Thus, say, someone holds a white pencil
up in front of us and we immediately perceive it as a pencil. This
is the result of unconscious and virtually instantaneous input
processing in accordance with the CRO.
We generally assume there is a continual changing flux of experience, what William James (1890) postulated to be a "blooming, buzzing confusion." It is confused because we assume there is no ordering of it along "sensible" lines; i.e., there is a continually changing territory with no map to recognize where we are in the territory at the time.
This, of course, is a projection of adult beliefs about the infant mind, and we can never be certain of it.
There may indeed be some partial, innate
maps that are biologically given, such as the sight of a human face
being a desirable experience, a kind of benchmark in the flux of
experience; but it seems reasonable to assume that the infant's
experience is largely chaotic and unorganized. The infant's
cognitive task is to produce order among the chaotic flux of events,
because order is more conducive to interacting with events in a way
that insures maximal satisfaction of needs.
We shall concentrate on the latter, so
we would thus say that the infant's cognitive task is to build up a
good internal map of the external world in order to operate
effectively (in terms of needs and values) in interactions with the
external physical world.
As a simple example, as I sit in my study I notice that there is a pair of headphones sitting beside a table lamp; they are in spatial proximity to each other. Or I look out my front window and I notice that a green Ford goes by and a little while later a red Buick drives by. Here we have a temporal order. The infant must develop the concept of proximity/order.
Probably spatial proximity/order is
developed first, for in order to arrive at temporal proximity,
infants must have made the major developmental leap (usually
occurring around a year after birth) of developing object constancy,
developing an internal mental representation of an object that they
hold onto after the object has been removed from sensory view.
I would not argue that the headphones are where they are because the table lamp is where it is, or that the red Buick appeared because the green Ford had gone past. Simple spatial or temporal proximity/order is not enough to establish causality for the adult, although Piaget (1928) observes that there is a developmental period where it seems to work this way for the infant, a period he calls "magical thinking."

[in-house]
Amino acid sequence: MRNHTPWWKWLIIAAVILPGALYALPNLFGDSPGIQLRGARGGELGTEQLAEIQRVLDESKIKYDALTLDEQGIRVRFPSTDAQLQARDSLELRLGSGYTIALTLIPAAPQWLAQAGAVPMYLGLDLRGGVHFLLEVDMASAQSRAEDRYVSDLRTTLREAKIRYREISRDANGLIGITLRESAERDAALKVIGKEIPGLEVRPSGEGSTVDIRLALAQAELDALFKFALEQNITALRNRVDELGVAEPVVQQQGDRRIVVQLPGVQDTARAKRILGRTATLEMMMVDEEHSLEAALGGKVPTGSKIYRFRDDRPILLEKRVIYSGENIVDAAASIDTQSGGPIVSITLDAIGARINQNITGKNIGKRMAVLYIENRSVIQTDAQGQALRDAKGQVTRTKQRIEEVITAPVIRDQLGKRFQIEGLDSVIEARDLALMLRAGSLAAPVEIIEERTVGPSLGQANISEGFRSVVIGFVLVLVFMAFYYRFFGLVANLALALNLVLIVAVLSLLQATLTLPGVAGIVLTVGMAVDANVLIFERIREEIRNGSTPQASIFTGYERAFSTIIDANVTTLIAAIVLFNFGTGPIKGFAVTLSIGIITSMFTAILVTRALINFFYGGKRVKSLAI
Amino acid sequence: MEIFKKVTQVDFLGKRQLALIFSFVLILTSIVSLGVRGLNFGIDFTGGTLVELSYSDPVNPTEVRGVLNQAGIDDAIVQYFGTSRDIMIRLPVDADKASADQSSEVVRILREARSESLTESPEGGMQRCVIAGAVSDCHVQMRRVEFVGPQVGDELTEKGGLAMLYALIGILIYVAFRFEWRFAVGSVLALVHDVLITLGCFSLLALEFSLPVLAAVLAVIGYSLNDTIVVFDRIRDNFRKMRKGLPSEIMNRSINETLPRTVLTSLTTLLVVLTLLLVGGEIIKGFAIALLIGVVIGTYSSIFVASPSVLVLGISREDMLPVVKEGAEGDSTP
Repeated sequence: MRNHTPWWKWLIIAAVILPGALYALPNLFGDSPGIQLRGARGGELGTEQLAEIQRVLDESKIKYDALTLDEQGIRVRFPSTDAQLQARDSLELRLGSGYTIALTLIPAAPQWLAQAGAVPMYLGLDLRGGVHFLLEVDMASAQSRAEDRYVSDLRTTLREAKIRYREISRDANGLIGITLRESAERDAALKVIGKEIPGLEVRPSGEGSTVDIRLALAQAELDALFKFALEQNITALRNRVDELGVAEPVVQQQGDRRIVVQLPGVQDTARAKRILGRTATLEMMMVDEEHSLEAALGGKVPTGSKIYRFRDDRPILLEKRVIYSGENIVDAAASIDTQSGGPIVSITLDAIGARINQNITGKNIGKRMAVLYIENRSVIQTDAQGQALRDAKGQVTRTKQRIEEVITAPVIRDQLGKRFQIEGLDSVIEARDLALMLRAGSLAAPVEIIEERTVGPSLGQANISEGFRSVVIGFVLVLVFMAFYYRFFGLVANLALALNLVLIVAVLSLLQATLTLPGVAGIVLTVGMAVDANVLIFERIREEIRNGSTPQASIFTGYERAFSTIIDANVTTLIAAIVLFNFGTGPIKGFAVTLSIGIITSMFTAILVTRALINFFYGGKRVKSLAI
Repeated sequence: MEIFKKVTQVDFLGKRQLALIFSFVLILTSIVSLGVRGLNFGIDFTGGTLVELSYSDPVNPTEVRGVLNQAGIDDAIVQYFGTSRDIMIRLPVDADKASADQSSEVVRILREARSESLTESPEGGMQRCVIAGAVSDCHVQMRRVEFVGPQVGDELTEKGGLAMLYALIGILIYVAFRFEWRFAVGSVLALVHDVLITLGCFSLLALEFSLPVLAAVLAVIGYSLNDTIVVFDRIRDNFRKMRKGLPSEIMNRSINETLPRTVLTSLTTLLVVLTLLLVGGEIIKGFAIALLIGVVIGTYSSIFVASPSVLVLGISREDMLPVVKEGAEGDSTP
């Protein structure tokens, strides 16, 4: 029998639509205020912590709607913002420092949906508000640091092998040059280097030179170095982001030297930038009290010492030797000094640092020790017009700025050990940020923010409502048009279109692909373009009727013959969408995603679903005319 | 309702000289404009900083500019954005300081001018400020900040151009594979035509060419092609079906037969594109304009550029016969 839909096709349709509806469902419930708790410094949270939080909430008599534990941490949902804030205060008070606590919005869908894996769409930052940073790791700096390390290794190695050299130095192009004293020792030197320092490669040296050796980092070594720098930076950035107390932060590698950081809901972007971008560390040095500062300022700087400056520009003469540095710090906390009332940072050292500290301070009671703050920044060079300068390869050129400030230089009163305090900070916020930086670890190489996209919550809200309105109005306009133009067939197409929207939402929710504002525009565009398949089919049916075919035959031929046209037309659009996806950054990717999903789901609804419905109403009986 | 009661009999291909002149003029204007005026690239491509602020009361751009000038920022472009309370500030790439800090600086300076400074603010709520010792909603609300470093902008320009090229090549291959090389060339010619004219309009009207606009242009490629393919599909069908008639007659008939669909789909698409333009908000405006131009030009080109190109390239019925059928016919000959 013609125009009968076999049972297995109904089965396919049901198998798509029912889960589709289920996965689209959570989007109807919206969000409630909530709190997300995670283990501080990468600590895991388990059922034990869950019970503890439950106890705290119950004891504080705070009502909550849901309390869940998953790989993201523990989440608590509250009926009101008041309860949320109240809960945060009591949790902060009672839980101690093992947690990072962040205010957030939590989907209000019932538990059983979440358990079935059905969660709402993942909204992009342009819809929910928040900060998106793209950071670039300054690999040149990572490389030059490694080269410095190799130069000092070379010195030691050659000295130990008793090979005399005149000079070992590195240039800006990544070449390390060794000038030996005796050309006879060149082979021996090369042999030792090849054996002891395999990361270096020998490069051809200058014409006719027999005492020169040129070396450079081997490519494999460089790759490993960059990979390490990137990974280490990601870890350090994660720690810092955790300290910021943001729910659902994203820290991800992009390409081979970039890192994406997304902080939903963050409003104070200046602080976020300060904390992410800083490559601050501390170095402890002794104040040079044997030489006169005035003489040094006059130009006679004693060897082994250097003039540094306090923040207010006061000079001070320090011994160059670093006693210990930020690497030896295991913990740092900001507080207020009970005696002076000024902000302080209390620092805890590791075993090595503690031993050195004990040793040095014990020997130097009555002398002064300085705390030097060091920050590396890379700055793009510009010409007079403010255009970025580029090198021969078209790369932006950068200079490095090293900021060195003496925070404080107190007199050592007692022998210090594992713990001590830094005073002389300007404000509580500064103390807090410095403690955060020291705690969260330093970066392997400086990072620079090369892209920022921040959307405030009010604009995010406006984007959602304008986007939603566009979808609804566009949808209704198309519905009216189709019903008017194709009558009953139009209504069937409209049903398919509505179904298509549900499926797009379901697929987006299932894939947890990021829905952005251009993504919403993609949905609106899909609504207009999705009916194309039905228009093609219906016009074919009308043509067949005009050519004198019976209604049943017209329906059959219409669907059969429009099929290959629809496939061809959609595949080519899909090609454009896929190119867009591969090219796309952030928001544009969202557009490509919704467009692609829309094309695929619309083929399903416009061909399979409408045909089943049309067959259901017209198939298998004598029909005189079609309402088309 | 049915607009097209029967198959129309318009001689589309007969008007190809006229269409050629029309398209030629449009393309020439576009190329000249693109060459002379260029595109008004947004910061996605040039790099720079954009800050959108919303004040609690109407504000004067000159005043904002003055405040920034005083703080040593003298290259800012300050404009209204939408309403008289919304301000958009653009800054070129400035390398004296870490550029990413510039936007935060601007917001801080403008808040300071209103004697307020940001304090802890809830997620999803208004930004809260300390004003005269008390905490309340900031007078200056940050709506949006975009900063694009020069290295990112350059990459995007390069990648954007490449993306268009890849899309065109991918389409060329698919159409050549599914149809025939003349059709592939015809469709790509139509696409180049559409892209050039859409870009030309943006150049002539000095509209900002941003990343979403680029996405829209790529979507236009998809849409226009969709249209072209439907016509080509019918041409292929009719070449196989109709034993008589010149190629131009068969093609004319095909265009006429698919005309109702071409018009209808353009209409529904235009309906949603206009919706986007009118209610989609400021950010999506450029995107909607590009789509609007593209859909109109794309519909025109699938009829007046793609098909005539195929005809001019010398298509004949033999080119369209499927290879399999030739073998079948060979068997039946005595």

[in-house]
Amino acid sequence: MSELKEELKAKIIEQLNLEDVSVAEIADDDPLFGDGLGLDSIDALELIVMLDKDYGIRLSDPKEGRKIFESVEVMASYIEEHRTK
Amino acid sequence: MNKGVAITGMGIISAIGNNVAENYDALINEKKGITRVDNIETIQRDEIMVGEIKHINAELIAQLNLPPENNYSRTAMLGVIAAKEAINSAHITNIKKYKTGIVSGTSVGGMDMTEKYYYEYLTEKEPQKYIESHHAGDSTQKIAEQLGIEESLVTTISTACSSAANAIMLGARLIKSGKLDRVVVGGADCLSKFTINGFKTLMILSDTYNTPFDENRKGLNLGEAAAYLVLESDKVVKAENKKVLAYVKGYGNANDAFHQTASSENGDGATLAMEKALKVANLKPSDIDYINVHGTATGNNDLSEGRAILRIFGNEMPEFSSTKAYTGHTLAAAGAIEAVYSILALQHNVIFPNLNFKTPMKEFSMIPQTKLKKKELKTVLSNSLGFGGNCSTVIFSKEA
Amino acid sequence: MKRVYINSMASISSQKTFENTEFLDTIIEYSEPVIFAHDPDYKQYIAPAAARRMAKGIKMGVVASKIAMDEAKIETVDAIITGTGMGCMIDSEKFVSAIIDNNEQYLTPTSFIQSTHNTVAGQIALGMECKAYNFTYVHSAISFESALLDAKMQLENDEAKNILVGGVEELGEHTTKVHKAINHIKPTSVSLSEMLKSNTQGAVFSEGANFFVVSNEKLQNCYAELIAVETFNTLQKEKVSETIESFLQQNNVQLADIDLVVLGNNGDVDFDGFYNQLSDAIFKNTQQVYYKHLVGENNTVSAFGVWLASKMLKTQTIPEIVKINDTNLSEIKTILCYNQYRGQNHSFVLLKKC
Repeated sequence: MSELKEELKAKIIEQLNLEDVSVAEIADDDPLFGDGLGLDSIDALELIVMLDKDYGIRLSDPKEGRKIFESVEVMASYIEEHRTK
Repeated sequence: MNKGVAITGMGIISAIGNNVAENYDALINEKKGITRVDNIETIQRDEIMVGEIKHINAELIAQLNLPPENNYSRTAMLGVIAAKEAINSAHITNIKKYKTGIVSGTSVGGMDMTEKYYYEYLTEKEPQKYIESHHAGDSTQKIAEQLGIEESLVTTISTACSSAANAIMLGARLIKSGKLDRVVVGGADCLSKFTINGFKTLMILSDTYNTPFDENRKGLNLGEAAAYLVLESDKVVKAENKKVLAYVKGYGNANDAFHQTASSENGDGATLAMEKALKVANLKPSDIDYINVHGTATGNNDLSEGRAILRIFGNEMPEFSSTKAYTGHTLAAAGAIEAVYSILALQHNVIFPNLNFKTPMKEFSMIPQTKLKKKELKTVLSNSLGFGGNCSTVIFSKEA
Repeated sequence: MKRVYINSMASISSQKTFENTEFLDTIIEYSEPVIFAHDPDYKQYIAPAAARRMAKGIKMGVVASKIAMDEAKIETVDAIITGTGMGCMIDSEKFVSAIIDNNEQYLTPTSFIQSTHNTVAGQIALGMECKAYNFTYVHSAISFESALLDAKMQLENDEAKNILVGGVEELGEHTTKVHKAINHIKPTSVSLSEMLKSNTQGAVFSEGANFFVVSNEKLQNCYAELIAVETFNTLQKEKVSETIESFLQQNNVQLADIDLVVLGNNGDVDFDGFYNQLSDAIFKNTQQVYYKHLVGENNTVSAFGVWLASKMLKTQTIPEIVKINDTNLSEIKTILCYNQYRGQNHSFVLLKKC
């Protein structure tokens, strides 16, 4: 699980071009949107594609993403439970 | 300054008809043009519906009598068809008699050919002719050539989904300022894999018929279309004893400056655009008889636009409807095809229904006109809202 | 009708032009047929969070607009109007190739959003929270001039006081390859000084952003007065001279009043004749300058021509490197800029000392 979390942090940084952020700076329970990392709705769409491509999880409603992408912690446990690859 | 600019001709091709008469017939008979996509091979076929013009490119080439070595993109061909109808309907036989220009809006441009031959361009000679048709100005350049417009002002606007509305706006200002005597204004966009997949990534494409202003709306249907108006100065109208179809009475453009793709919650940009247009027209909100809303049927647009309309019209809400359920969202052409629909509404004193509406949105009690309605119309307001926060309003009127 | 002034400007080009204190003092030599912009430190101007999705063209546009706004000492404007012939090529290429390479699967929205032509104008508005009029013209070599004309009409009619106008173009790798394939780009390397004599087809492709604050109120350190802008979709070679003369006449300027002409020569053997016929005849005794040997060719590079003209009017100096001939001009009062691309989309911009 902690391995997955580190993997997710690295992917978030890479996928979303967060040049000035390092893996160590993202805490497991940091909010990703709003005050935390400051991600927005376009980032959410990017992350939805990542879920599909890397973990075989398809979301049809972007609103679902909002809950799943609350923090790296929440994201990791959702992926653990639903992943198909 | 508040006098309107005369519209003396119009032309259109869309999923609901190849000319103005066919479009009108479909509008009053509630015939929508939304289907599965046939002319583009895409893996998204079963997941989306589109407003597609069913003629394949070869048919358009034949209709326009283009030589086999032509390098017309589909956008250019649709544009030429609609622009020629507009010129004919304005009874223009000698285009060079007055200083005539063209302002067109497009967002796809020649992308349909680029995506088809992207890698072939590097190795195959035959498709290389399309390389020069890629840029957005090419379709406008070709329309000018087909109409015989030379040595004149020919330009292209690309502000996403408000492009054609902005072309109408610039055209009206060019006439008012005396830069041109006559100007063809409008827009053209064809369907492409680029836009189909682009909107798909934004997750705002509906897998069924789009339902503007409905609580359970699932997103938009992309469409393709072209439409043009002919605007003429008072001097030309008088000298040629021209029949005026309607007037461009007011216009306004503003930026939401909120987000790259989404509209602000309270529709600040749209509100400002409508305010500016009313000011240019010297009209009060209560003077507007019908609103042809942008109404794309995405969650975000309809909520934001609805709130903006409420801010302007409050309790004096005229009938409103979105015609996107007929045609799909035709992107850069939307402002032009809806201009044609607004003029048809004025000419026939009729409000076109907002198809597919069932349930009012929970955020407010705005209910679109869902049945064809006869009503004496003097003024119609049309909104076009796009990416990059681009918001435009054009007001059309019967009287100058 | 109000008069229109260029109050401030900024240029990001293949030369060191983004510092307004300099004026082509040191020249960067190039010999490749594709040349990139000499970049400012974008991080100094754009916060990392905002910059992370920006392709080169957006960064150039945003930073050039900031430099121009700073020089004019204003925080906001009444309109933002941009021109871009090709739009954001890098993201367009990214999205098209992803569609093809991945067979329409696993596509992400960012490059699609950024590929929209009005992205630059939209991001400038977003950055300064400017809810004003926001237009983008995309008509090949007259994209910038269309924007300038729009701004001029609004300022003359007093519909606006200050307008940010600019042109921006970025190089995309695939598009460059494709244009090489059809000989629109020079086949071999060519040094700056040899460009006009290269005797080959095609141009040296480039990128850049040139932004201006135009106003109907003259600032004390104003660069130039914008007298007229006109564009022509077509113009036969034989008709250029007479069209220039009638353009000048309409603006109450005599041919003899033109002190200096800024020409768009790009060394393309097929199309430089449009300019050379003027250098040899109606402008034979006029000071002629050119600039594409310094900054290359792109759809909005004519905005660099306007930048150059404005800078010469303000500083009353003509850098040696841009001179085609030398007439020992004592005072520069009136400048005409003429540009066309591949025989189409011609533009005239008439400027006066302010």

In this brief period, if some pleasurable event unexpectedly happens to an infant, such as the mother walking in and playing with him for a minute and then leaving, the infant can often be observed to look disappointed when the mother leaves. He may then repeat the act he was doing just before the mother came in, and then look up expectantly, as if he were operating on an assumption that since A preceded B, simply repeating A ought to make B happen.
(I think a good deal of this kind of
magical thinking also goes on in adulthood, but we don't like to own
up to it.)
Young children must strive for an adequate mapping of this kind of relationship, of causality, because it is knowing the real causal factors in their experienced world that gives them an opportunity to take effective action. The internal map that is developed, then, must not only note the spatial and temporal proximity ordering of things, but must also note the effective causal relationships among them.
In typical practice, we say that 'A causes B" if whenever A appears, B follows-that is, if in 100 percent of our observations we note that B follows the appearance of A. We might call this the invariable contingency criterion for postulating causality. Being curious, however, we are usually not content with establishing causality only on the basis of invariable contingency; we want to know the underlying mechanism that results in A causing B.
When we can specify mechanism we are
mentally much more comfortable (even if the postulated mechanism is
a fantasy on our part).
They are also provided with feedback on the results of numerous attempts to deliberately manipulate the world-to deliberately test, as it were, an internal hypothesis, an internal map feature stating that if they carry out action A, B is going to result from it. "Cause," in this sense, is a very anthropomorphic concept; a direct feeling of the effective results of the application of personal power.
As children grow older, however,
specifying mechanism becomes important in their concepts of causes,
especially since they now have had experience with a wide variety of
proximity orderings that do not repeat themselves in any regular
pattern, making it clear to them that causality must be more than
simple proximity ordering.
Thus what we validate is one kind of
experience (that we call our mental maps or ideas) with other kinds
of experiences (that we call current sensory experiences and
attribute to the external world). "Validation" is consistency
between different classifications of mental experience.
The first kind are those in which they
feel they are active, leading them to believe that they are causing
something to happen.
Note too that the implicit 'other side of the coin" of the idea of causation, whether, personal or abstract, is the idea of inertia: the idea that if A doesn't' t appear or someone doesn't do something, nothing will happen-that is, that unitary, self-contained objects don't do anything unless acted on by some kind of causal force.
A rock lying on the ground stays where it is until someone or something moves it. In terms of ordinary human time-scales, the rock is an isolated, solid, whole object. Apparent exceptions to this notion, as in the case of an object that seems to be isolated undergoing change, lead us to the idea that the object has component parts which are not immediately visible, but if we understood the actions of these component parts we would have the mechanism for the observed change.